Dynamic active telepathology over National Health Laboratory service network, South Africa: feasibility study using Nikon Coolscope
© Banach et al; licensee BioMed Central Ltd. 2008
Published: 15 July 2008
Telepathology recently entered a new era with the introduction of digital microscopes combined with Internet technology. The microscope allows viewing real time of whole slide (macro) as well as different chosen fields in four different magnifications. Three Nikon Coolscope were installed in NHLS laboratories in Mthatha, East London and Port Elizabeth. All these microscopes are connected to NHLS server allowing real time viewing of the full slide at any time of the day using Internet browser. Viewing is possible from any PC connected to NHLS Intranet. The challenge was to be able to view slides from other than NHLS computers due to NHLS IT Department network security measures. This was solved by installing NHLS Virtual Private Network server. About 60 cases were viewed by pathologists in Cape Town (Stellenbosh University) and Pretoria (MEDUNSA). All users assessed the system as a helpful tool allowing easy access to cases needing consultation or second opinion. The quality of images was very good. Our experience with Nikon Coolscope is positive. It is an excellent tool for remote small histopathology departments lacking specialists in such areas as dermatopathology, oncology, and haematopathology. Further studies are needed especially in the scope of full utilization of the microscopes installed and impact on laboratory services.
South Africa experiences huge social and health services challenges due to the HIV/AIDS epidemic (about 5 million infected) and shortage of medical staff, mostly specialists. This includes pathology services as many pathologists left the country for greener pasture or retired. The pathology pattern seen in histopathology laboratories also changed due to increased HIV/AIDS associated pathology (neoplasms and skin lesions). Referral of cases from peripheral pathology labs to specialized centers is costly and time consuming. Many of these cases could be diagnosed remotely using telepathology. The introduction of digital microscopes such as Nikon Coolscope [1, 2] revolutionized dynamic active telepathology as these are all-in-one instruments combining ordinary microscope with digital camera and network function with dimension of ordinary PC. The Coolscope microscope could be connected to the LAN or WAN and controlled by the remote user over Coolscope graphical user interface on standard browser. Images are presented as live video, while a motorized stage permits control from a remote site. Objective selection, focusing and other functions can likewise be managed by remote operator. Coolscope is used by some centers: Department of Pathology, Basel University, Marcy ship Anastasis with connection to UK and a missionary hospital in Zambia. We describe our project of linking pathology laboratories over NHLS network for telepathology services in Eastern Cape Province of South Africa.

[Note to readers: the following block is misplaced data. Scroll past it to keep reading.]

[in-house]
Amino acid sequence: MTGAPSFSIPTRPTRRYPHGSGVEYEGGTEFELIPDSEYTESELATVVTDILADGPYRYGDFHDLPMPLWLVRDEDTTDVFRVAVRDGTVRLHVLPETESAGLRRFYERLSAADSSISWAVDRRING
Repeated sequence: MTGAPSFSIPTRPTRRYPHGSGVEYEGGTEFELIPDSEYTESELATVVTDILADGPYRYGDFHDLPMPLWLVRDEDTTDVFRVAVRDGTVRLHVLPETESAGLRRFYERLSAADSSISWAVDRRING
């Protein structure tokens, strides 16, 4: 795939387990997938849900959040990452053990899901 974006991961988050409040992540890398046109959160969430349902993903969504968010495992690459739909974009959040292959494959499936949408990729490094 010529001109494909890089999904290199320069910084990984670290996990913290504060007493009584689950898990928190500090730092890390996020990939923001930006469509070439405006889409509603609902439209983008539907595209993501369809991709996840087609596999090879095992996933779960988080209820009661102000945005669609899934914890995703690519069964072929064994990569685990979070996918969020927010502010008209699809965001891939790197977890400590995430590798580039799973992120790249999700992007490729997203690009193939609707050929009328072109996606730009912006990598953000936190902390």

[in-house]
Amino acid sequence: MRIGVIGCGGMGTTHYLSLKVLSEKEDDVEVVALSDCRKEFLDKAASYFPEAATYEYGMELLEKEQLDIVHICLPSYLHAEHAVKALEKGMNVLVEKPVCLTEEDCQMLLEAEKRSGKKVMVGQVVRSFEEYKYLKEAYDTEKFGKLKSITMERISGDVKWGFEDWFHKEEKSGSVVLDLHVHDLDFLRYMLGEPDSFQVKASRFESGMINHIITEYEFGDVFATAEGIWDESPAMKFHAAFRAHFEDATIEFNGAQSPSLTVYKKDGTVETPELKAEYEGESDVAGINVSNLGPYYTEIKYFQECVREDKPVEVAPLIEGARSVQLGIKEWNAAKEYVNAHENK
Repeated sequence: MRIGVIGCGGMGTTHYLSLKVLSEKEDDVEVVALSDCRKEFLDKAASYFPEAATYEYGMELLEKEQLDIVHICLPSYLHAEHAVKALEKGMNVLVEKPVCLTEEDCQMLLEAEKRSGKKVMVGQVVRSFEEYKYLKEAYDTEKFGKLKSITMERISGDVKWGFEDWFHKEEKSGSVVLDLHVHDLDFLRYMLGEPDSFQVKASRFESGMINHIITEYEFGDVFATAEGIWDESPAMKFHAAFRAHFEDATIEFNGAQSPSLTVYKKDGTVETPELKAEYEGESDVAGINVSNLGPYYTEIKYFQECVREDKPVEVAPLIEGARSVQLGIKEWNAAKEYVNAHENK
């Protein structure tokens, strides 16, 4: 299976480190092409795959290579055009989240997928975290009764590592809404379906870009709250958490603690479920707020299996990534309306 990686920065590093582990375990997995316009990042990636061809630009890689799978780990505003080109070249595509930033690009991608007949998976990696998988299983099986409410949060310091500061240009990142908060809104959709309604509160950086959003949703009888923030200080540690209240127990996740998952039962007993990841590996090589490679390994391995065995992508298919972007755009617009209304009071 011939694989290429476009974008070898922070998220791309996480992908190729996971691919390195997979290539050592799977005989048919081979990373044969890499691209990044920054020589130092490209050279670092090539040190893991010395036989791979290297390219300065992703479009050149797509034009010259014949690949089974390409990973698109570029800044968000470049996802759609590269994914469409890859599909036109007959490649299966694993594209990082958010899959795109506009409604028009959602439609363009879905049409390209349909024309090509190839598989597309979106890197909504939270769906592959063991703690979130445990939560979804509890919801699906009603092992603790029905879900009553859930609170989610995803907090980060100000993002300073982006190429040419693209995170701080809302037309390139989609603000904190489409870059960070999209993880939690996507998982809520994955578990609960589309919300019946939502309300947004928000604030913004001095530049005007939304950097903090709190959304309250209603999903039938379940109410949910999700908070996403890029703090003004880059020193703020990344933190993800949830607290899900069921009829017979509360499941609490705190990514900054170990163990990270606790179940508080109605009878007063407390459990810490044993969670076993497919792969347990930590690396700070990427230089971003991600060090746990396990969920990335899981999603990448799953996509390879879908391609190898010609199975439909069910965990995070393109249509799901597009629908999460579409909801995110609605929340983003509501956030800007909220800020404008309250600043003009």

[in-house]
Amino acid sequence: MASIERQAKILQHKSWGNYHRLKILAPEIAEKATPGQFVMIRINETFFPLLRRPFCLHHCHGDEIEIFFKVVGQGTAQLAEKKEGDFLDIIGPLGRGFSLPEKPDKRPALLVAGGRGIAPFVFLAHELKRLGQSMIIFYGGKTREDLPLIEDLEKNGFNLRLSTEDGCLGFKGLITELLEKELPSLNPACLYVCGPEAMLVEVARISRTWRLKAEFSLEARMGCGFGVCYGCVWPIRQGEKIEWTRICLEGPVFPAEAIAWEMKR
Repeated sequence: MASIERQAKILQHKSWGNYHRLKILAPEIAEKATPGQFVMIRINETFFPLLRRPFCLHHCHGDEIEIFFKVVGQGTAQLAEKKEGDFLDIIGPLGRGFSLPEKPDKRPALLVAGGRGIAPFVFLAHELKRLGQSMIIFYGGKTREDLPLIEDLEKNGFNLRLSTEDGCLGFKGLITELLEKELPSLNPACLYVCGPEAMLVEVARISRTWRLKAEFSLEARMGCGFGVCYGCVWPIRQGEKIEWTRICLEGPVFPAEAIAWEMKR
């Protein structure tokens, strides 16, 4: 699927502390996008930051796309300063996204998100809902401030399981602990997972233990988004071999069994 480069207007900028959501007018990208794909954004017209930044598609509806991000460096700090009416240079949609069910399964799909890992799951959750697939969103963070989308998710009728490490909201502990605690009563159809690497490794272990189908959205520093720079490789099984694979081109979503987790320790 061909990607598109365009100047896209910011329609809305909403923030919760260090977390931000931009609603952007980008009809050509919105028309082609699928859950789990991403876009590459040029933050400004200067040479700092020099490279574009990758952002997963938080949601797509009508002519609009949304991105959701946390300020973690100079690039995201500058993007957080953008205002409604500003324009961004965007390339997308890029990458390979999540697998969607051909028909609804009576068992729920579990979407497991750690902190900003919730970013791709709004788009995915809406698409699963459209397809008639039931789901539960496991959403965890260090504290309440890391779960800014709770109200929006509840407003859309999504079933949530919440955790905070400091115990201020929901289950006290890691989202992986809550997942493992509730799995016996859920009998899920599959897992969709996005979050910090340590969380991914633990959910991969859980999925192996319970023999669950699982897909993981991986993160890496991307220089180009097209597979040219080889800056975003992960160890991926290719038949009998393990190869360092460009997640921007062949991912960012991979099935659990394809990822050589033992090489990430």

About 60 sessions were performed using Coolscope in Mthatha: 30 sessions were performed using LAN and 30 using virtual private network. The best results were obtained using Coolscope over LAN (3–6 sec load time). Slower control was experienced using VIP from home or university network. This was mostly due to communication problems. The best connectivity was via wireless 3G, which offers up to 3.6 Mbts speed. The system was used mostly for current cases in dermatopathology, malignant neoplasia and haematopathology.
Online dynamic active (live) telepathology is mostly used for primary tissue based diagnosis, such as frozen section diagnosis, and also for second opinion or consultation, e.g. in dermatopathology, neuropathology and cytology [3–6]. It has potential for quality control as well as educational programs such as correlation of cytology and histopathology specimens, slide seminars, clinico-pathological meetings and discussion groups.
Users of Coolscopes in this study were quite satisfied with the system installed. However detailed evaluation is needed especially in respect of impact on laboratory performance and usage of Coolscope in teleducation.
Special thanks go to the staff of NHLS IT department, especially Mr. Alfred Nkwana for technical support
This article has been published as part of Diagnostic Pathology Volume 3 Supplement 1, 2008: New trends in digital pathology: Proceedings of the 9th European Congress on Telepathology and 3rd International Congress on Virtual Microscopy. The full contents of the supplement are available online at http://www.diagnosticpathology.org/supplements/3/S1
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